What makes what the mob said special? What makes their promises binding or objectively valuable? The Joker saw through the absurdities of men trying to make these ‘codes’ of life. In terms of atheistic morality, it too is helpless to answer the Joker’s criticisms. There are three necessary criteria for an adequate theory of morality: (1) Moral objectivism, (2) Moral obligation, and (3) Moral reparation.  The first merely presents morality as something in reality irrespective of the opinions of human beings; it would amount to a (relational) property in certain things. The second criterion expresses conformity to moral propositions, what we ought to do in certain situations, and what is expected of us. Finally, the third criterion states the effects of failing to conform to these moral truths, some form of punishment. I argue that without (3), (2) becomes a shadow, and with (2) a shadow (1) becomes a joke. To say one has an obligation to do something, but that failing to do it makes no difference, then I think a joke of epic proportions is revealed. True, societies may punish one for failing to adhere to the homo sapien’s code, but without (1) it amounts to bullies with power imposing their code on other people. Moreover, their ‘code’ is only as good as those who enforce it, and who just so happen to be ignorant of everything they cannot see.  Moral law would amount to a relational property between two or more people, but if the latter party is not aware of what is going on then can one say that the moral law exists? It reminds me of the metaphysical dilemma turned moral: If someone is murdered in the woods and nobody is around to see it, then has the ‘murderer’ done something wrong? Without a unity of 1-3 then the atheist would be hard pressed to answer the previous question in the affirmative. Thus the Joker’s response expressing the absurdity of morality and value holds weight: “I believe that whatever doesn’t kill you simply makes you stranger.”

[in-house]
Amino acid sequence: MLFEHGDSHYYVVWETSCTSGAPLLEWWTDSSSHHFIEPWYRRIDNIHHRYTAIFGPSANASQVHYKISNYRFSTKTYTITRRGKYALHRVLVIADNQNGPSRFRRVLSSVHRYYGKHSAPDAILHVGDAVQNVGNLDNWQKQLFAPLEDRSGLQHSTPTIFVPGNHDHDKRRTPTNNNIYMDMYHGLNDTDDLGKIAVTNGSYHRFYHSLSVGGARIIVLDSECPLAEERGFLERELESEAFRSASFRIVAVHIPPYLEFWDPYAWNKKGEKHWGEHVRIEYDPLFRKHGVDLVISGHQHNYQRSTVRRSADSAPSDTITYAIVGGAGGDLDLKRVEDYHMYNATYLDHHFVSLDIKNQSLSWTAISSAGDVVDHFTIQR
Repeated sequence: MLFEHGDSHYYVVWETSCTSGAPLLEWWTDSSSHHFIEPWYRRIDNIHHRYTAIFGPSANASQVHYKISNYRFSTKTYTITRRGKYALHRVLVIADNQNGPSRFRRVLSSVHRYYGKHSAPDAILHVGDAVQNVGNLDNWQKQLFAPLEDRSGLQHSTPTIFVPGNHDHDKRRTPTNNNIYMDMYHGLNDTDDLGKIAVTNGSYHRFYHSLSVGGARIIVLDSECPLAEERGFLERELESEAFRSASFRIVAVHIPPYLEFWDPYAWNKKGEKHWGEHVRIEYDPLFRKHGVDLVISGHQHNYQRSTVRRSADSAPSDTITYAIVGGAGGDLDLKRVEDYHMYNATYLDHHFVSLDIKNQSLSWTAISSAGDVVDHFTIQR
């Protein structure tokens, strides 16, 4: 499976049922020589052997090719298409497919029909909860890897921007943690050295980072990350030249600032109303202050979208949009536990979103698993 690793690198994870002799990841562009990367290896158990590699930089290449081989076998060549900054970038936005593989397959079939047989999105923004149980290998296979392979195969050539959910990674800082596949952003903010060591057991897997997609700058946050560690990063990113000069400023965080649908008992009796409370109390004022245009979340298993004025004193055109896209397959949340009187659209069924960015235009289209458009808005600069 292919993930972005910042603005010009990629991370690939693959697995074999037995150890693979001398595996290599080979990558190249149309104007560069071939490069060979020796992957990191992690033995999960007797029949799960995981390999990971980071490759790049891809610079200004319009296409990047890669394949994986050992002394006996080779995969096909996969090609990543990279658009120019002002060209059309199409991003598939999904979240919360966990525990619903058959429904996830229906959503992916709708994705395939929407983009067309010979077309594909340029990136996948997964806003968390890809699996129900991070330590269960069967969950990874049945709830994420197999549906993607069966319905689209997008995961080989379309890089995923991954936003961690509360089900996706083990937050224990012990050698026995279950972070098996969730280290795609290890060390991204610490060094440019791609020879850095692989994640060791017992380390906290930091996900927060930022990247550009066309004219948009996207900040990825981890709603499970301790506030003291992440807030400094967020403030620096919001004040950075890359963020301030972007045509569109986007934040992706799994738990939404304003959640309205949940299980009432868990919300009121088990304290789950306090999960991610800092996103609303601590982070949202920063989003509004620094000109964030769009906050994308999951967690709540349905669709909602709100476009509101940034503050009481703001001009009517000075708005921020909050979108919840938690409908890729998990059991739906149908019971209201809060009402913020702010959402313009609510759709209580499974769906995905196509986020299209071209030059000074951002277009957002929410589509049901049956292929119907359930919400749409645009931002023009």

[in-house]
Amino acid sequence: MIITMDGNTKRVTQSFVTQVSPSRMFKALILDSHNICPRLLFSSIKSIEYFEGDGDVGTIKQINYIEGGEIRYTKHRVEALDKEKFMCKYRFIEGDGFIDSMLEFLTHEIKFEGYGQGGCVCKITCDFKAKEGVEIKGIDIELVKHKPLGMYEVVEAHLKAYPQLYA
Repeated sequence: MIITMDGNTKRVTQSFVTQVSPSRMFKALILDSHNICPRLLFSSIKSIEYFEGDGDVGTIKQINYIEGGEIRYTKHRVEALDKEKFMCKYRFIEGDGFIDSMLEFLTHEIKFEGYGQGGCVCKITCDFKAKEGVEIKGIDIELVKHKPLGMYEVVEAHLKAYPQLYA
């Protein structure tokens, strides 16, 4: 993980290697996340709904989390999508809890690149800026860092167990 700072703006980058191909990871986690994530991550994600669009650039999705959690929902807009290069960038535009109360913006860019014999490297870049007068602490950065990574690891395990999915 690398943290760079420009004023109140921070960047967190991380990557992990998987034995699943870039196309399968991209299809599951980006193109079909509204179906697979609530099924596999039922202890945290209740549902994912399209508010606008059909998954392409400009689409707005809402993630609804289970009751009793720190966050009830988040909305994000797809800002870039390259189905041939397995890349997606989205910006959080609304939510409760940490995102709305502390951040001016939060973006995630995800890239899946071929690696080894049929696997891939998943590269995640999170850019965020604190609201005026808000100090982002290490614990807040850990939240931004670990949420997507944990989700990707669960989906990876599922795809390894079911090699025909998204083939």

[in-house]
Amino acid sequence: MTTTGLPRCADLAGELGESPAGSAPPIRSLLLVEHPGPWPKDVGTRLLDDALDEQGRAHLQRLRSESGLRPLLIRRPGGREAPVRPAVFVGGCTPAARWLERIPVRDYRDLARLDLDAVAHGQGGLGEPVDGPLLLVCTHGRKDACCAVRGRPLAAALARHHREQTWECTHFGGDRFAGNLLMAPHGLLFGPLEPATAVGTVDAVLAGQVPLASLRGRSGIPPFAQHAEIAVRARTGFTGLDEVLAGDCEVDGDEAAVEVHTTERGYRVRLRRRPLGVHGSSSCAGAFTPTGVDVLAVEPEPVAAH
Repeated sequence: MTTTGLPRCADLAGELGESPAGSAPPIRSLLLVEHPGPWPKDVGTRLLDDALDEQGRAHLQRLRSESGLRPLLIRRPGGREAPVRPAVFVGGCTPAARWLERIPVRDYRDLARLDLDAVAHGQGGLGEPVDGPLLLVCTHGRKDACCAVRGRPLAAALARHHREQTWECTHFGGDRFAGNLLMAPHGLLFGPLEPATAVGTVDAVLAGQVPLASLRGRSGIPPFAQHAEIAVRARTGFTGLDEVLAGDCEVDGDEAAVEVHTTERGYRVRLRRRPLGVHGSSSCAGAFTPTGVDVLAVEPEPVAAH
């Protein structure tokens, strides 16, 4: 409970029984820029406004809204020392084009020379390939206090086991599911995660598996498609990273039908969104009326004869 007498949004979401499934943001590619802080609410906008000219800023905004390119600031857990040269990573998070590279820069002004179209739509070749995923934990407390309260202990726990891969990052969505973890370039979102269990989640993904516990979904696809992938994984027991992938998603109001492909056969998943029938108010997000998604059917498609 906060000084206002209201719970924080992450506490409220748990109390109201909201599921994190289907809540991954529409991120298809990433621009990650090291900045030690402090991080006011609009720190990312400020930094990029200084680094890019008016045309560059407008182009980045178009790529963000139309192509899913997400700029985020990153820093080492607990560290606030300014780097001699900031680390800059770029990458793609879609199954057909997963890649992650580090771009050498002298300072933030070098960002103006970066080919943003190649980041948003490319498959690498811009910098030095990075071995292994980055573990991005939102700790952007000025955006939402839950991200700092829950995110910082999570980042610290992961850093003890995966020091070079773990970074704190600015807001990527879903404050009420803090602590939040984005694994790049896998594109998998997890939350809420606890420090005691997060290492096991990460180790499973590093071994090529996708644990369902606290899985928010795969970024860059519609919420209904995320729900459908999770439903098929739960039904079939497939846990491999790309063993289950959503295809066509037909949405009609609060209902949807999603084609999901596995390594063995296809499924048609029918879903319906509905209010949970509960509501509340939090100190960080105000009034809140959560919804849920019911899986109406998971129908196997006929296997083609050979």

These Civilized People…They’ll Eat Each Other